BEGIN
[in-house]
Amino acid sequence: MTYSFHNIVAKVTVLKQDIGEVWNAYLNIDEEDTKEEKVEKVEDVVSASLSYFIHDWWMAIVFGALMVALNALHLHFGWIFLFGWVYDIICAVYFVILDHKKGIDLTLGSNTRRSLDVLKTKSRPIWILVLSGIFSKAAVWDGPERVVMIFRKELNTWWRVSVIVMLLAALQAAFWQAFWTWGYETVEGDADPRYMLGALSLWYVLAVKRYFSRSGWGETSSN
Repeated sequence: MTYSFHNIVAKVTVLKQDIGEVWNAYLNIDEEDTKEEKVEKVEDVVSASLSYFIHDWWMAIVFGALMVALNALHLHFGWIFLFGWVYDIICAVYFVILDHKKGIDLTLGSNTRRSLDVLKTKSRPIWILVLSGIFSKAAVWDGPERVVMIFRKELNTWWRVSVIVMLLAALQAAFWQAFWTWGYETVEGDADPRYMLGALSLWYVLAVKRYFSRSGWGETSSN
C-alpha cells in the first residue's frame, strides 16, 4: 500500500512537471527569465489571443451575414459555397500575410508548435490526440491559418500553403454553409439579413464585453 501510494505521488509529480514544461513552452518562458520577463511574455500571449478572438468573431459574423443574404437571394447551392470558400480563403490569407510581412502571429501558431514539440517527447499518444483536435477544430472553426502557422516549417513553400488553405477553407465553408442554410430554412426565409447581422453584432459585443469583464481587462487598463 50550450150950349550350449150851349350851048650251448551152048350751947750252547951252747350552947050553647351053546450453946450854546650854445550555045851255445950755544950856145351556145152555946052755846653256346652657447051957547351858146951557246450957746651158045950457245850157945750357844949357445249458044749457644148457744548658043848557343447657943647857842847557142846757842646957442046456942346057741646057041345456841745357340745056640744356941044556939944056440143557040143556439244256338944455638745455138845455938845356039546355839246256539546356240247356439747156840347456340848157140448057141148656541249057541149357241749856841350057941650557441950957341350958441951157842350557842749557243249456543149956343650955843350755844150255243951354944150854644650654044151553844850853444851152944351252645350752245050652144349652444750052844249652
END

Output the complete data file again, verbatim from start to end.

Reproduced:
[in-house]
Amino acid sequence: MTYSFHNIVAKVTVLKQDIGEVWNAYLNIDEEDTKEEKVEKVEDVVSASLSYFIHDWWMAIVFGALMVALNALHLHFGWIFLFGWVYDIICAVYFVILDHKKGIDLTLGSNTRRSLDVLKTKSRPIWILVLSGIFSKAAVWDGPERVVMIFRKELNTWWRVSVIVMLLAALQAAFWQAFWTWGYETVEGDADPRYMLGALSLWYVLAVKRYFSRSGWGETSSN
Repeated sequence: MTYSFHNIVAKVTVLKQDIGEVWNAYLNIDEEDTKEEKVEKVEDVVSASLSYFIHDWWMAIVFGALMVALNALHLHFGWIFLFGWVYDIICAVYFVILDHKKGIDLTLGSNTRRSLDVLKTKSRPIWILVLSGIFSKAAVWDGPERVVMIFRKELNTWWRVSVIVMLLAALQAAFWQAFWTWGYETVEGDADPRYMLGALSLWYVLAVKRYFSRSGWGETSSN
C-alpha cells in the first residue's frame, strides 16, 4: 500500500512537471527569465489571443451575414459555397500575410508548435490526440491559418500553403454553409439579413464585453 501510494505521488509529480514544461513552452518562458520577463511574455500571449478572438468573431459574423443574404437571394447551392470558400480563403490569407510581412502571429501558431514539440517527447499518444483536435477544430472553426502557422516549417513553400488553405477553407465553408442554410430554412426565409447581422453584432459585443469583464481587462487598463 50550450150950349550350449150851349350851048650251448551152048350751947750252547951252747350552947050553647351053546450453946450854546650854445550555045851255445950755544950856145351556145152555946052755846653256346652657447051957547351858146951557246450957746651158045950457245850157945750357844949357445249458044749457644148457744548658043848557343447657943647857842847557142846757842646957442046456942346057741646057041345456841745357340745056640744356941044556939944056440143557040143556439244256338944455638745455138845455938845356039546355839246256539546356240247356439747156840347456340848157140448057141148656541249057541149357241749856841350057941650557441950957341350958441951157842350557842749557243249456543149956343650955843350755844150255243951354944150854644650654044151553844850853444851152944351252645350752245050652144349652444750052844249652